S*P*Q*R
Back to top
View user's profile Send private message
Jeroen Willemse



Joined: 05 Jan 2013
Posts: 28

PostPosted: Wed Jan 23, 2013 11:25 pm    Post subject: Reply with quote

If you're in it to make money, you might as well stop right now. It's not the right reason to start a comic. Don't expect to get money right off the bat either. If you're going to give up because you're not earning anything, then you'd better give up right now because you probably won't be soon. Forgive me for the pessimism (realism?).
I know I'm not the most knowledgeable person out there - not when there are people who have ten years of writing and drawing comics behind them - but I feel like I kind of understand the webcomic world. Most webcomic artists just don't make a living from their comic.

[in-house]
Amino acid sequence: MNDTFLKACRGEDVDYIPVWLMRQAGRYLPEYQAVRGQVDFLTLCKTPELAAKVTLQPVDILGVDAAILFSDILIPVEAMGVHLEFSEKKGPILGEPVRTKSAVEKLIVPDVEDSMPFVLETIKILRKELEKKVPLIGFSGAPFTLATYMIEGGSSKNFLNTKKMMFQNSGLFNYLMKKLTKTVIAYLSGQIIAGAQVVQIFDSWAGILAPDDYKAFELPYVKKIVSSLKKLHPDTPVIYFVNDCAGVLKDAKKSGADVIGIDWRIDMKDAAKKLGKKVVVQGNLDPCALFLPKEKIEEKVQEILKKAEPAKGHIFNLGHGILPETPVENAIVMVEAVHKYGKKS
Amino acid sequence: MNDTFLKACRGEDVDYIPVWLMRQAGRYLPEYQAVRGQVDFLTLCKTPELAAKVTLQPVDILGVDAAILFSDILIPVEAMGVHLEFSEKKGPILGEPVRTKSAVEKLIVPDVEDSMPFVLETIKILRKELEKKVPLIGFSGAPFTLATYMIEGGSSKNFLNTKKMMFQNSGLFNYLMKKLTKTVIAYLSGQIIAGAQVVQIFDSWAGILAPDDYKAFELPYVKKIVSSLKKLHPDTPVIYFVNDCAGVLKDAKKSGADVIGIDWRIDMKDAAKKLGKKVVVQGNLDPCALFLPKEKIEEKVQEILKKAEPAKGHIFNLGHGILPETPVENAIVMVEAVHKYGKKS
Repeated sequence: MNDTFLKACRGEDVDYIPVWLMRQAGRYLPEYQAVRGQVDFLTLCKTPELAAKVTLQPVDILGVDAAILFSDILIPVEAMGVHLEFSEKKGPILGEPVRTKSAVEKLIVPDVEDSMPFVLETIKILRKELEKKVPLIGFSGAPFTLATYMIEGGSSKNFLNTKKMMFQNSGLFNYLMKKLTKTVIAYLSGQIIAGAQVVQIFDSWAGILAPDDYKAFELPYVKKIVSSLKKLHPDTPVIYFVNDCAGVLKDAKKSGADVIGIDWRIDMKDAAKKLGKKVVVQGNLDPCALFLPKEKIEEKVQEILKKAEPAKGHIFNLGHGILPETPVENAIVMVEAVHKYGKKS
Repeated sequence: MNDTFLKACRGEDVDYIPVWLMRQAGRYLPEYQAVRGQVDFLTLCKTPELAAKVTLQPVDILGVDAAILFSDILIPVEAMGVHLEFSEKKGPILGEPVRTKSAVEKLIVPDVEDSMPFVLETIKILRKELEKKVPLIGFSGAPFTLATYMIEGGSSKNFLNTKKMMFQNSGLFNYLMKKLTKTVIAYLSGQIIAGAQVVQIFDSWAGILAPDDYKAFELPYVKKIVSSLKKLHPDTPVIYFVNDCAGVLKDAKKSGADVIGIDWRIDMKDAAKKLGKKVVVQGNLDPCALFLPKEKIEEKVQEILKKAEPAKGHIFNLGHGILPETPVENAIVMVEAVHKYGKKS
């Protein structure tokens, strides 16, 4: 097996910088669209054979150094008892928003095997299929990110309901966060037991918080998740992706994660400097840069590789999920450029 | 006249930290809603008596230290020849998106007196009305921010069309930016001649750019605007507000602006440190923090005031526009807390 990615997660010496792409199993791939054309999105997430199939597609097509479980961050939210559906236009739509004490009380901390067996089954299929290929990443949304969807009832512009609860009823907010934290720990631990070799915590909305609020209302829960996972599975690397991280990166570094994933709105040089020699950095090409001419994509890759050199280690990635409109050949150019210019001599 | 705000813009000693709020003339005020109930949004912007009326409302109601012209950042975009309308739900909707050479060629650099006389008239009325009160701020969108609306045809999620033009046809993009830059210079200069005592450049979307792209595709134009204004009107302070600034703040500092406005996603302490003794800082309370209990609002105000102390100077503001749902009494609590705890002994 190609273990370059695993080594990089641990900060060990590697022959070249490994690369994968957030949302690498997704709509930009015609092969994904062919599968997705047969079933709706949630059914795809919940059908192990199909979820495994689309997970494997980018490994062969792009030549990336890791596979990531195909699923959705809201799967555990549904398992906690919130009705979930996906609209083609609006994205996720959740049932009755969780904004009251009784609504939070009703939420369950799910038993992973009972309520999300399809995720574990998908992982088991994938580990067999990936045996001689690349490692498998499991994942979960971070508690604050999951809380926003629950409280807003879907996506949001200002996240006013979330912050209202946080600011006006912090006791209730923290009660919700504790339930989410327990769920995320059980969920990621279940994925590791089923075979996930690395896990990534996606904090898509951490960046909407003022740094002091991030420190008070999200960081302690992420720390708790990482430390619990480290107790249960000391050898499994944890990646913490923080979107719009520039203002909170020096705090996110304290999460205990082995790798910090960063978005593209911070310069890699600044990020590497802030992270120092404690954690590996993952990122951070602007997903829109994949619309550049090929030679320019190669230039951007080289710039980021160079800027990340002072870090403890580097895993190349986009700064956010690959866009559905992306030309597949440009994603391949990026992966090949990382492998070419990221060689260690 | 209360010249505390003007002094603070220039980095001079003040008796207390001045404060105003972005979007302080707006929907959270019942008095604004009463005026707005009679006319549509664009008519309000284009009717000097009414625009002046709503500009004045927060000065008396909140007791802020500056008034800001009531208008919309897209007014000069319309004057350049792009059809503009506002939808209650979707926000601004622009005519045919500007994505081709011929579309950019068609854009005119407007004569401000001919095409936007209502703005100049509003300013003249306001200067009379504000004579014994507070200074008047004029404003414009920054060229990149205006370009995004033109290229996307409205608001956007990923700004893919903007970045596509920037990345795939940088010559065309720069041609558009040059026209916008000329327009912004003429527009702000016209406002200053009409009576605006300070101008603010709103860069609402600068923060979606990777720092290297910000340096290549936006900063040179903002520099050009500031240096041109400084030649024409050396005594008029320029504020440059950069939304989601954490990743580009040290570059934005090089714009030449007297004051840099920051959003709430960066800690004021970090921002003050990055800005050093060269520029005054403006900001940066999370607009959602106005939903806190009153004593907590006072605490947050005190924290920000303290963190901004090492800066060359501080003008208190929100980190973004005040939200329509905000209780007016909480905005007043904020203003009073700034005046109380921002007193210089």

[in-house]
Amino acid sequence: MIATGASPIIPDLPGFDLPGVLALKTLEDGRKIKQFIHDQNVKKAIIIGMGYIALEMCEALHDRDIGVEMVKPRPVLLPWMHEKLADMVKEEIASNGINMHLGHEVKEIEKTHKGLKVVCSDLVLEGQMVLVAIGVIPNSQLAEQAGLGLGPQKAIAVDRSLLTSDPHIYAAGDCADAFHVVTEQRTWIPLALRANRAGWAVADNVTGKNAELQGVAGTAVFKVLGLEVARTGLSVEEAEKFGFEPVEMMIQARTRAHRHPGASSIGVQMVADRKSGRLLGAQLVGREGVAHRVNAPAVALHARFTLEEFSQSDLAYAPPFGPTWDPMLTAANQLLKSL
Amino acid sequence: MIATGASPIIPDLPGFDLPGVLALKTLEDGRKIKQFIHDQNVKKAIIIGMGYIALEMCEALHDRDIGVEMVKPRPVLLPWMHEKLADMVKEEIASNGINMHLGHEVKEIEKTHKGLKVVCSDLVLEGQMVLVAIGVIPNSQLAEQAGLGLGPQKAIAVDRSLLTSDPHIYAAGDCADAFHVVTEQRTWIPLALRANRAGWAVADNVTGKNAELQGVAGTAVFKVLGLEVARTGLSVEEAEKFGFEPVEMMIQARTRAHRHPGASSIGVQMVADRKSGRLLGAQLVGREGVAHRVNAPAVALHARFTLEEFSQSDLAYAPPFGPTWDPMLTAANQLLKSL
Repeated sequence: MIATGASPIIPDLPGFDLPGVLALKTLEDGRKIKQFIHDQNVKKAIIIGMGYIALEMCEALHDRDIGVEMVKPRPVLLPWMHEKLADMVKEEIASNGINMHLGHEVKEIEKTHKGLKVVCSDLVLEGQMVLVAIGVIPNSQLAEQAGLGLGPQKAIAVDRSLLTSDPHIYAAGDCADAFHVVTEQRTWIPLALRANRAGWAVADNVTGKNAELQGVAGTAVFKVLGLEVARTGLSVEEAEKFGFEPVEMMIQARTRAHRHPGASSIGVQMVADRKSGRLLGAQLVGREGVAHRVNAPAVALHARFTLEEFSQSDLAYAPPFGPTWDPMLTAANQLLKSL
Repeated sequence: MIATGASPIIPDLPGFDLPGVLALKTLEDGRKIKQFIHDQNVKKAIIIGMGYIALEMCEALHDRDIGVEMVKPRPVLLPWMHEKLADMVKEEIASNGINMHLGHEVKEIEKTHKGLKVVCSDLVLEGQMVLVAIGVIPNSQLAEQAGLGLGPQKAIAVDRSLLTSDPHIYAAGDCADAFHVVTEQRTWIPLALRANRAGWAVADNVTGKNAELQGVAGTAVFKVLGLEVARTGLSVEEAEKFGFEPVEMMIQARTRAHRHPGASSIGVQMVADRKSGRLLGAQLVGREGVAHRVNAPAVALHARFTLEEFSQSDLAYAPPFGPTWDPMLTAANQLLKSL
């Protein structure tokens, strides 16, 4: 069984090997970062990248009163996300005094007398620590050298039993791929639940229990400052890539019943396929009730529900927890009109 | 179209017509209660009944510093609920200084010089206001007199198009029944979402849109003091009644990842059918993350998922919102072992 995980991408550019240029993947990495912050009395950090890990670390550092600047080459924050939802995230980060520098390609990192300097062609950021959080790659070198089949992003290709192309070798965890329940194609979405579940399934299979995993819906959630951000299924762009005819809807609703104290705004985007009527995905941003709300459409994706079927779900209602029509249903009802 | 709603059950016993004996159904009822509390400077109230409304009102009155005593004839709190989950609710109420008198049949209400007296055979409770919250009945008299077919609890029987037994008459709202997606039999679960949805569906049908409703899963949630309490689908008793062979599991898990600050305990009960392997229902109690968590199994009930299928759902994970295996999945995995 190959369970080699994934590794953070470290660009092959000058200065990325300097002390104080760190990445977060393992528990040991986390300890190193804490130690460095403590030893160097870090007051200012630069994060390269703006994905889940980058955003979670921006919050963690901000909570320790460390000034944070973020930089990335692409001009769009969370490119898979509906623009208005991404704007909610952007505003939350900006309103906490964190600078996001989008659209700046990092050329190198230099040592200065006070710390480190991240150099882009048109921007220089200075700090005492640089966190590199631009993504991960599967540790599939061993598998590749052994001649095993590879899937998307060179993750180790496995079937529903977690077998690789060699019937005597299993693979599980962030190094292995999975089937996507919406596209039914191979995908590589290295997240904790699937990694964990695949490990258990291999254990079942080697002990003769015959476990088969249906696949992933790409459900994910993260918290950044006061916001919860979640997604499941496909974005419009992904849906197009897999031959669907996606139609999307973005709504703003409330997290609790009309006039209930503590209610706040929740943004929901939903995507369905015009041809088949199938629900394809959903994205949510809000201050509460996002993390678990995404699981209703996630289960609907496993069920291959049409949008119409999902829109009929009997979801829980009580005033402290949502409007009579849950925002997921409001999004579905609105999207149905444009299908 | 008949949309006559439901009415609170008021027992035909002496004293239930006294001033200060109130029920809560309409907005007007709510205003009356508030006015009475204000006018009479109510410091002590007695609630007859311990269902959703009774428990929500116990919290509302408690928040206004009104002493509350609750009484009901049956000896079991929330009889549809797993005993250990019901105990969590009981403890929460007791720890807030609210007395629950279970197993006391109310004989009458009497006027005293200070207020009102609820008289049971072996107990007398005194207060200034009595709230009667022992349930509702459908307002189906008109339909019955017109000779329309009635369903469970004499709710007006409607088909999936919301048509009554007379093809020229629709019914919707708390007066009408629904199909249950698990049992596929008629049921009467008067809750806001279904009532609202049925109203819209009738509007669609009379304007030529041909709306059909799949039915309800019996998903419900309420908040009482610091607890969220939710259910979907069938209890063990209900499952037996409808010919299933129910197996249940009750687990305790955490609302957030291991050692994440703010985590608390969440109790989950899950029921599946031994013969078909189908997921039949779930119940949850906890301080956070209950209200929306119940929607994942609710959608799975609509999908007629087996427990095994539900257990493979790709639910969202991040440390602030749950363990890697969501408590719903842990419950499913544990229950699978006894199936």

You put your stuff out there for free, because it's a story that you want the world to see. You have to build an audience for your stuff, and once it's good enough and enough people think so, they might want to pay you for it. I repeat, if your stuff is actually good and enough people think so.
It's 2013, webcomics are everywhere and every other person has thought about starting one. Some of them take off, others die immediately. For an audience to spend money on something, they have to be involved in it first. For all intents and purposes, most webcomic authors register as complete nobodies and that's why no one will fund a business that has not made a name for itself.
Tom Siddell makes money off of Gunnerkrigg Court because Gunnerkrigg is a legitimately good story that he's been telling consistently for over 8 years. He has a large fanbase that are willing to show that they're fans because his product is worth it. But he had to put time and effort into that, and no one can expect that to come overnight. If all you want is instant fame because it's a comic on the internet, you'd better think again.